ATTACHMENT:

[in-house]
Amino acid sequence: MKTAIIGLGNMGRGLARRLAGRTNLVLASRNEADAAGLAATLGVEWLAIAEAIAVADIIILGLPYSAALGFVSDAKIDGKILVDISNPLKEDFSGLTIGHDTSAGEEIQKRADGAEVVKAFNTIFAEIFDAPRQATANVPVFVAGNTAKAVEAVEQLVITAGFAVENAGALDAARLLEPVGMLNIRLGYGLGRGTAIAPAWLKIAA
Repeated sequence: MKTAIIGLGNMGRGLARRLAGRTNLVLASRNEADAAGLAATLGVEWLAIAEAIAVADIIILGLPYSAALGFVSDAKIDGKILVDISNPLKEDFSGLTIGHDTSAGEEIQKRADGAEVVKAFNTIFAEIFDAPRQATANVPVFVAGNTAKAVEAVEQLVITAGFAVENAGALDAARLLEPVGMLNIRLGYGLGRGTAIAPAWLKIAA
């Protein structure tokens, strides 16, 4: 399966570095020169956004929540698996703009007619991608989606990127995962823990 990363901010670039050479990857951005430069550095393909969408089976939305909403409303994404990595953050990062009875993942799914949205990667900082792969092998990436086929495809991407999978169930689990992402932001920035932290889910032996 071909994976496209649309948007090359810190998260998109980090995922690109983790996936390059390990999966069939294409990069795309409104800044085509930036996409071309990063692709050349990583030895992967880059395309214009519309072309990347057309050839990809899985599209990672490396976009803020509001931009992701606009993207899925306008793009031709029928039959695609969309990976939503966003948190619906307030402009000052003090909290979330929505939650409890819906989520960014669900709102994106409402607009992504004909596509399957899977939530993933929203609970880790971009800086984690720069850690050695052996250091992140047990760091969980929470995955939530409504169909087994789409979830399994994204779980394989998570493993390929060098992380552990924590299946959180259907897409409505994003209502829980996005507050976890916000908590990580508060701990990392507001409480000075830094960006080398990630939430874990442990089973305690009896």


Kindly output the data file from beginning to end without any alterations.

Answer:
[in-house]
Amino acid sequence: MKTAIIGLGNMGRGLARRLAGRTNLVLASRNEADAAGLAATLGVEWLAIAEAIAVADIIILGLPYSAALGFVSDAKIDGKILVDISNPLKEDFSGLTIGHDTSAGEEIQKRADGAEVVKAFNTIFAEIFDAPRQATANVPVFVAGNTAKAVEAVEQLVITAGFAVENAGALDAARLLEPVGMLNIRLGYGLGRGTAIAPAWLKIAA
Repeated sequence: MKTAIIGLGNMGRGLARRLAGRTNLVLASRNEADAAGLAATLGVEWLAIAEAIAVADIIILGLPYSAALGFVSDAKIDGKILVDISNPLKEDFSGLTIGHDTSAGEEIQKRADGAEVVKAFNTIFAEIFDAPRQATANVPVFVAGNTAKAVEAVEQLVITAGFAVENAGALDAARLLEPVGMLNIRLGYGLGRGTAIAPAWLKIAA
């Protein structure tokens, strides 16, 4: 399966570095020169956004929540698996703009007619991608989606990127995962823990 990363901010670039050479990857951005430069550095393909969408089976939305909403409303994404990595953050990062009875993942799914949205990667900082792969092998990436086929495809991407999978169930689990992402932001920035932290889910032996 071909994976496209649309948007090359810190998260998109980090995922690109983790996936390059390990999966069939294409990069795309409104800044085509930036996409071309990063692709050349990583030895992967880059395309214009519309072309990347057309050839990809899985599209990672490396976009803020509001931009992701606009993207899925306008793009031709029928039959695609969309990976939503966003948190619906307030402009000052003090909290979330929505939650409890819906989520960014669900709102994106409402607009992504004909596509399957899977939530993933929203609970880790971009800086984690720069850690050695052996250091992140047990760091969980929470995955939530409504169909087994789409979830399994994204779980394989998570493993390929060098992380552990924590299946959180259907897409409505994003209502829980996005507050976890916000908590990580508060701990990392507001409480000075830094960006080398990630939430874990442990089973305690009896």